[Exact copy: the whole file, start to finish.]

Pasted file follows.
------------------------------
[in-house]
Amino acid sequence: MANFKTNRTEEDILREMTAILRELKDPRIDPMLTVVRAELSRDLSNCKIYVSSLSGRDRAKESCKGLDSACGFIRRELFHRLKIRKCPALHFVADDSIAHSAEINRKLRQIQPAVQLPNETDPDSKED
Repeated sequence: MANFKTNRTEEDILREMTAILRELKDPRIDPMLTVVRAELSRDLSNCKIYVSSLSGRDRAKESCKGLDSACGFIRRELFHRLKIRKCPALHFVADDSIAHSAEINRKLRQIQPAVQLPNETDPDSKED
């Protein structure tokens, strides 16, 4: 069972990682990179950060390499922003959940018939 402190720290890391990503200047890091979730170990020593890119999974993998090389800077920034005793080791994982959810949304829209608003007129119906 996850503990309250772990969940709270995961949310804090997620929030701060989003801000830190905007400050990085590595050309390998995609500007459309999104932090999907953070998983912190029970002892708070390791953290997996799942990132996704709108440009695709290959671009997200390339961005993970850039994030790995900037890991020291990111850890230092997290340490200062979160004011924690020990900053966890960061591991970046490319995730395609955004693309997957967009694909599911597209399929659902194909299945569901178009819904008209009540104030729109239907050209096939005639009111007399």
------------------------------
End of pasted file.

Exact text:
[in-house]
Amino acid sequence: MANFKTNRTEEDILREMTAILRELKDPRIDPMLTVVRAELSRDLSNCKIYVSSLSGRDRAKESCKGLDSACGFIRRELFHRLKIRKCPALHFVADDSIAHSAEINRKLRQIQPAVQLPNETDPDSKED
Repeated sequence: MANFKTNRTEEDILREMTAILRELKDPRIDPMLTVVRAELSRDLSNCKIYVSSLSGRDRAKESCKGLDSACGFIRRELFHRLKIRKCPALHFVADDSIAHSAEINRKLRQIQPAVQLPNETDPDSKED
């Protein structure tokens, strides 16, 4: 069972990682990179950060390499922003959940018939 402190720290890391990503200047890091979730170990020593890119999974993998090389800077920034005793080791994982959810949304829209608003007129119906 996850503990309250772990969940709270995961949310804090997620929030701060989003801000830190905007400050990085590595050309390998995609500007459309999104932090999907953070998983912190029970002892708070390791953290997996799942990132996704709108440009695709290959671009997200390339961005993970850039994030790995900037890991020291990111850890230092997290340490200062979160004011924690020990900053966890960061591991970046490319995730395609955004693309997957967009694909599911597209399929659902194909299945569901178009819904008209009540104030729109239907050209096939005639009111007399």